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Knowledge spillovers and the equilibrium location of vertically linked industries: the return of the black hole

Using a generalised version of the Venables (1996) model, this paper explores the relative locations of two vertically linked sectors with knowledge spillovers. Analytical investigation shows that the dynamic properties of the Venables model are significantly affected by the presence of spillovers. In particular, the own-cost reduction effects at low transport costs can be so strong that runaway agglomeration phenomenon appears in a manner consistent with the “black hole” concept found in the literature. However, the assumption that because information decays over space means that these black hole dynamics are endogenous to the model and disappear when transport costs are high enough. Importantly, the location predictions obtained in simulations of the model are consistent with the empirical finding that industrials sector that benefit from spillovers are typically more agglomerated than sector that do not benefit from such spillovers.

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Paper provided by Observatoire Francais des Conjonctures Economiques (OFCE) in its series Documents de Travail de l'OFCE with number 2008-05.

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Date of creation: 2008
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Handle: RePEc:fce:doctra:0805
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  1. Gersbach, Hans & Schmutzler, Armin, 1999. "External spillovers, internal spillovers and the geography of production and innovation," Regional Science and Urban Economics, Elsevier, vol. 29(6), pages 679-696, November.
  2. Pierre-Philippe Combes & Gilles Duranton, 2001. "Labor pooling, labor poaching and spatial clustering," LSE Research Online Documents on Economics 20103, London School of Economics and Political Science, LSE Library.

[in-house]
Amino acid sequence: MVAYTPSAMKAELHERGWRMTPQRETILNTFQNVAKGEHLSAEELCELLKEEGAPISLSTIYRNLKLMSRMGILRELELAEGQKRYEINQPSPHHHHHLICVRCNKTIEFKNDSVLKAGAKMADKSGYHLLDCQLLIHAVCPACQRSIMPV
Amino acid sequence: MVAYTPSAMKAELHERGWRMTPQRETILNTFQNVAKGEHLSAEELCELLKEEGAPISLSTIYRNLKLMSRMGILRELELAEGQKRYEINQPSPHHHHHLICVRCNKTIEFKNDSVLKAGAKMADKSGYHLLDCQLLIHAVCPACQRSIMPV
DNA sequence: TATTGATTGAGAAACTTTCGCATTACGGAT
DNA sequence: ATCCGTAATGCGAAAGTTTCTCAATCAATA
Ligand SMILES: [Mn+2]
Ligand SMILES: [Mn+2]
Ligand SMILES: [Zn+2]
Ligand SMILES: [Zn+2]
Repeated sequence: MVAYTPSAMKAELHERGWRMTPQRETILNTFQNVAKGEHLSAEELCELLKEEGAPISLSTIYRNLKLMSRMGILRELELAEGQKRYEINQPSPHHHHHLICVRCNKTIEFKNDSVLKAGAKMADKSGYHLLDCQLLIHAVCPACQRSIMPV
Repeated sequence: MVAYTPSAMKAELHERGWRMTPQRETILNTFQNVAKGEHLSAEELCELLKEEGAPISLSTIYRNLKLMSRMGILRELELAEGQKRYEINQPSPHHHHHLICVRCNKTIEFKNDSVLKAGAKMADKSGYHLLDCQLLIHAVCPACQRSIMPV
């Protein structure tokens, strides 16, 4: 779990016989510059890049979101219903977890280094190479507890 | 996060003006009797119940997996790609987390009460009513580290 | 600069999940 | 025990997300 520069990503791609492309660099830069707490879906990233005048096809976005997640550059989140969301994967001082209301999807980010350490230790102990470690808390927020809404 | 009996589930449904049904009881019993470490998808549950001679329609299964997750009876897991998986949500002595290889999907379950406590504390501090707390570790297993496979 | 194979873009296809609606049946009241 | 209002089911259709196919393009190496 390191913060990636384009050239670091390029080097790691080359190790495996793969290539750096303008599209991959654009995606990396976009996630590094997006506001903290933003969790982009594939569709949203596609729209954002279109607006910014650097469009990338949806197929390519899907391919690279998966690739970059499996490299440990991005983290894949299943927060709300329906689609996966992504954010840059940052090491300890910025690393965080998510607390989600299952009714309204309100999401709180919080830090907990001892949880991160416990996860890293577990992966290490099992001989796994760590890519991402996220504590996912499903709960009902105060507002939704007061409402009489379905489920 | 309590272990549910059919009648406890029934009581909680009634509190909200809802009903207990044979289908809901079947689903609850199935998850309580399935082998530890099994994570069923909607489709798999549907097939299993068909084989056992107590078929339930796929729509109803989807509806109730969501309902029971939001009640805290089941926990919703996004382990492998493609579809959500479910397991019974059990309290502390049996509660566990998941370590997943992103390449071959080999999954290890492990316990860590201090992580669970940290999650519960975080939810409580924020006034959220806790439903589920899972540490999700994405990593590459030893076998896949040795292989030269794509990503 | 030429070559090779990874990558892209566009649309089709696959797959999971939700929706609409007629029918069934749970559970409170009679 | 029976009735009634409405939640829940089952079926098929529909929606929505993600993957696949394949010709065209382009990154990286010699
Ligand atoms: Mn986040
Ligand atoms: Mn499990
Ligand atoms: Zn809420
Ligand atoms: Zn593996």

3. Venables, Anthony J, 1996. "Equilibrium Locations of Vertically Linked Industries," International Economic Review, Department of Economics, University of Pennsylvania and Osaka University Institute of Social and Economic Research Association, vol. 37(2), pages 341-59, May.
  4. Ottaviano, Gianmarco & Robert-Nicoud, Frédéric, 2004. "The 'Genome' of NEG Models with Vertical Linkages: A Positive and Normative Synthesis," CEPR Discussion Papers 4600, C.E.P.R. Discussion Papers.
  5. Duranton, Gilles & Puga, Diego, 2004. "Micro-foundations of urban agglomeration economies," Handbook of Regional and Urban Economics, in: J. V. Henderson & J. F. Thisse (ed.), Handbook of Regional and Urban Economics, edition 1, volume 4, chapter 48, pages 2063-2117 Elsevier.
  6. Audretsch, David B. & Feldman, Maryann P., 2004. "Knowledge spillovers and the geography of innovation," Handbook of Regional and Urban Economics, in: J. V. Henderson & J. F. Thisse (ed.), Handbook of Regional and Urban Economics, edition 1, volume 4, chapter 61, pages 2713-2739 Elsevier.
  7. Frédéric Robert-Nicoud, 2005. "The structure of simple 'New Economic Geography' models (or, On identical twins)," Journal of Economic Geography, Oxford University Press, vol. 5(2), pages 201-234, April.
  8. Acs, Zoltan J & Audretsch, David B, 1988. "Innovation in Large and Small Firms: An Empirical Analysis," American Economic Review, American Economic Association, vol. 78(4), pages 678-90, September.
  9. Corinne Autant-Bernard, 2001. "The Geography Of Knowledge Spillovers And Technological Proximity," Economics of Innovation and New Technology, Taylor & Francis Journals, vol. 10(4), pages 237-254.
  10. Masahisa Fujita & Paul Krugman & Anthony J. Venables, 2001. "The Spatial Economy: Cities, Regions, and International Trade," MIT Press Books, The MIT Press, edition 1, volume 1, number 0262561476, June.
  11. Hans Gersbach & Armin Schmutzler, 1999. "Endogenous Spillovers and Incentives to Innovate," SOI - Working Papers 9902, Socioeconomic Institute - University of Zurich.
  12. Yasuko Ishiguro, 2005. "A consideration of the “no-black-hole” condition," The Annals of Regional Science, Springer, vol. 39(1), pages 25-34, 03.
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